Few optogenetics methods have been applied to practical application until now. To fully demonstrate spatiotemporally precise manipulation of cell behavior using our Luminesensor, Peking iGEM has deeply explored the application of Luminesensor in 2D and 3D bio-printing.

High resolution image could be easily obtained by 2D bioprinting on a bacterial lawn bearing Luminesensor (Figure 3). (more on 2D Printing).

Figure 3. High resolution of 2D bioprinting.

What's more, sharp images could be printed using an Apple iPad as light source (see iPrinting), which indicates that our Luminesensor could serve as the interface between biological systems and electrical devices.

A very promising applications of Luminesensor is 3D printing, using light signals of spatially high resolution. 3D images could be elegantly printed into media mixed with bacteria expressing Luminesensor (see 3D Printing). A new design strategy of 3D printer using holographic technology instead of layer-by-layer printing, was also proposed. With such a power tool, 3D printing regarding biological material has endless potentials in the medical field (crazy ideas on Future).

3. Cell-Cell Light Communication
-- A New Generation of Optogenetics

Cell-cell communication based on quorum sensing systems, e.g. AHL, has been largely utilized by synthetic biologists to construct gene circuits with complex functions, e.g. pattern formation and edge detection. However, the diffusion and saturation of quorum sensing chemicals limit the delivery of communication signals, which in turn requires high spatiotemporal resolution and long range interaction.

The ultrasensitivity of the Luminesensor encouraged our team to explore the possibility of cell-cell light communication (Figure 4). By employing the lux operon from V. fisheri as the light sender and the Luminesensor as the light receiver, we successfully demonstrated, for the first time ever, that light communication between cells could be achieved beyond direct physical contact (see video in Results). Through measuring the difference of the reporter gene expression, it was proved that the light of the lux operon was sufficient to trigger the response of the Luminesensor (data in Results).

A complete light communication system with positive and negative control was constructed by modifying the Light-Off system to Light-On system (details in Design), which enables us to achieve more complex functions based on cell-cell light communication (creative ideas in Future).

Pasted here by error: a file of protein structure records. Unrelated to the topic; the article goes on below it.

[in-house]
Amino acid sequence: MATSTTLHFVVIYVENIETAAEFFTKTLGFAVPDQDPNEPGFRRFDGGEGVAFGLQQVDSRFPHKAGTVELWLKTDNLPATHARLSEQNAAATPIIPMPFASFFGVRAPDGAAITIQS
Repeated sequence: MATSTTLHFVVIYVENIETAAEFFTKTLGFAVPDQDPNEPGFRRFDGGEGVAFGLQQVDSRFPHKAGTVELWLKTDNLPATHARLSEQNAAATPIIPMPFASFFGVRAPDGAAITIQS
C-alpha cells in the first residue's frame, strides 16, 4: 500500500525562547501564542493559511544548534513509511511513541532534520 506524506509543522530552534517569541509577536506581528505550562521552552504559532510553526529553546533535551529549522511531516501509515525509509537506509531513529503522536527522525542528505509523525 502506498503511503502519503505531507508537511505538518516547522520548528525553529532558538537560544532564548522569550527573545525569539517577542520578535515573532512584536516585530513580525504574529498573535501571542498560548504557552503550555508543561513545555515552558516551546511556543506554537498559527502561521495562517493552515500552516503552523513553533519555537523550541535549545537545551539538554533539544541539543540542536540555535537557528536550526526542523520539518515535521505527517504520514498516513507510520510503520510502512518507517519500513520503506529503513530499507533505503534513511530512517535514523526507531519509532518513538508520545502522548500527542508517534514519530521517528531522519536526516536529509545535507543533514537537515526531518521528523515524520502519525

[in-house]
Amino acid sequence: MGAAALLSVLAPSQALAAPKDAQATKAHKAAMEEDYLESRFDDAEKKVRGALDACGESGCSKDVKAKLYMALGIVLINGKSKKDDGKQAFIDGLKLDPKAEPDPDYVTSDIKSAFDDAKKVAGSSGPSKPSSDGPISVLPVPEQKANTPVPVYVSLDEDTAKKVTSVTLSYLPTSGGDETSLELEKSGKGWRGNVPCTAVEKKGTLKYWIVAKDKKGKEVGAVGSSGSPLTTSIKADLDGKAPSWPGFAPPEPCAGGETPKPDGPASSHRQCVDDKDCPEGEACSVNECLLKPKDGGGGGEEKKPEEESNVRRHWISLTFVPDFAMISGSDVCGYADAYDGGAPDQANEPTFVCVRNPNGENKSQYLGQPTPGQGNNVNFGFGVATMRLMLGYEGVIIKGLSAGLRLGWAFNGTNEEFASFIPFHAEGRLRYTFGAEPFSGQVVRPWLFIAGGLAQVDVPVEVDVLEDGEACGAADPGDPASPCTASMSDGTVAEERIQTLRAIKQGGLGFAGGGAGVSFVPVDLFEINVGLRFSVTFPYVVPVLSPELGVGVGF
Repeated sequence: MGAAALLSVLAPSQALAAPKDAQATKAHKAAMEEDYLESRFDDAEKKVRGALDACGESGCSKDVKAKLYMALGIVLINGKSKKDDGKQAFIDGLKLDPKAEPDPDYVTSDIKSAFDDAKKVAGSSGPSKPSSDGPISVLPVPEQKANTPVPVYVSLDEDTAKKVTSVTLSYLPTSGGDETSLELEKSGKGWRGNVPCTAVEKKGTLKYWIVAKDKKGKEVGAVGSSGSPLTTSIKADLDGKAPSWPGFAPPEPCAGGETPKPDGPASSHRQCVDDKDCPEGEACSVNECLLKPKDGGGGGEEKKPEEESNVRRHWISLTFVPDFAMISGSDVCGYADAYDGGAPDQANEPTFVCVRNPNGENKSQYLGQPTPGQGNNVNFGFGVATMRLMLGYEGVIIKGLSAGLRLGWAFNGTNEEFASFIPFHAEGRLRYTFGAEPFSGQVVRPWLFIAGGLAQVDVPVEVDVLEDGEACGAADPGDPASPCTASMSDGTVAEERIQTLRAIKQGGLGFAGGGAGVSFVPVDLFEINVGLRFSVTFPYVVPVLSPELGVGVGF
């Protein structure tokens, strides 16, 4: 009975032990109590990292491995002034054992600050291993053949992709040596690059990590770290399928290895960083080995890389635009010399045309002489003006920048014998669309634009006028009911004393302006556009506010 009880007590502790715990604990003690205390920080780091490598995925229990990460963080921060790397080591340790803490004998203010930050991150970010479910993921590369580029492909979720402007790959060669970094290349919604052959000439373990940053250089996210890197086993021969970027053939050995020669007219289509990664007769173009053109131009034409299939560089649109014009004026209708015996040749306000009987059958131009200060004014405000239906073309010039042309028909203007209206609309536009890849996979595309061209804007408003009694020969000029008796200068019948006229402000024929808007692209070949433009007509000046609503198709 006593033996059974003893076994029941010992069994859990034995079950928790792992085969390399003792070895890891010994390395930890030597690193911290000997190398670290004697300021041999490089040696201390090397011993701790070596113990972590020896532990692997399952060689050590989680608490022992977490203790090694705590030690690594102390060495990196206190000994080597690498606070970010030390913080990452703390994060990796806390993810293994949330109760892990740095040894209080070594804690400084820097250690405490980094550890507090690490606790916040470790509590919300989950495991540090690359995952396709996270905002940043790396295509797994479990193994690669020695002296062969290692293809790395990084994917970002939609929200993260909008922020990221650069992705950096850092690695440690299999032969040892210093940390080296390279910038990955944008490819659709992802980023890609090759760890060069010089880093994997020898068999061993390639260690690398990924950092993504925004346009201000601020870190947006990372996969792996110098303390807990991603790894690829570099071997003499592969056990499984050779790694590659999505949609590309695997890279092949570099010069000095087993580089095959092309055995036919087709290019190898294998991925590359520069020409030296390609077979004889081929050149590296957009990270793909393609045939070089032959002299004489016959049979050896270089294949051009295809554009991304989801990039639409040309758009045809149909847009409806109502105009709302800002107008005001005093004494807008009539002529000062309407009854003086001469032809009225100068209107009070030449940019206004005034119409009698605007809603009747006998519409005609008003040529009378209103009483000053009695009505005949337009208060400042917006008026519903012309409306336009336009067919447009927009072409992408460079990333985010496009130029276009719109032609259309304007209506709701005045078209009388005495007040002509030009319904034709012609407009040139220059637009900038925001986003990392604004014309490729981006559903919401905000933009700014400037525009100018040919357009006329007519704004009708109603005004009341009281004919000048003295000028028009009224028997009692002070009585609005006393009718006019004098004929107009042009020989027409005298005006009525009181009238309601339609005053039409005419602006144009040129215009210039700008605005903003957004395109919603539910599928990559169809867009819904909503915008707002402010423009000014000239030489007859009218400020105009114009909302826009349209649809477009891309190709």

4. Phototaxis
-- Cell Motion Controlled by Light

What makes the Luminesensor outstanding is not only its ultra-sensitivity, but also the particularly high dynamic range (data on Characterization). Such switch-like property makes the Luminesensor a very reliable and beneficial module in synthetic biology. Similar to the light-controlled animal behavior in neuroscience, by coupling the Luminesensor with endogenous systems, it is possible to integrate the light signal with the native response to control biological behavior on a higher level, e.g. cell motion.

The 2012 Peking iGEM has successfully built "Phototatic" bacteria by programming the chemotaxis system in E. coli through light with the Luminesensor (Figure 5). By controlling the expression level of the cheZ protein with light, the tumbling frequency is coupled to the intensity of light signals (details in Design). On the border of the light and dark fields on the plate, the motility difference of the cells in a single colony on the two sides is sufficient to form an uneven colony (see Demonstration). The light-controlled cell motion that we have achieved has a very promising environmental and medical application for the future, e.g. the delivery of drugs to target concerns.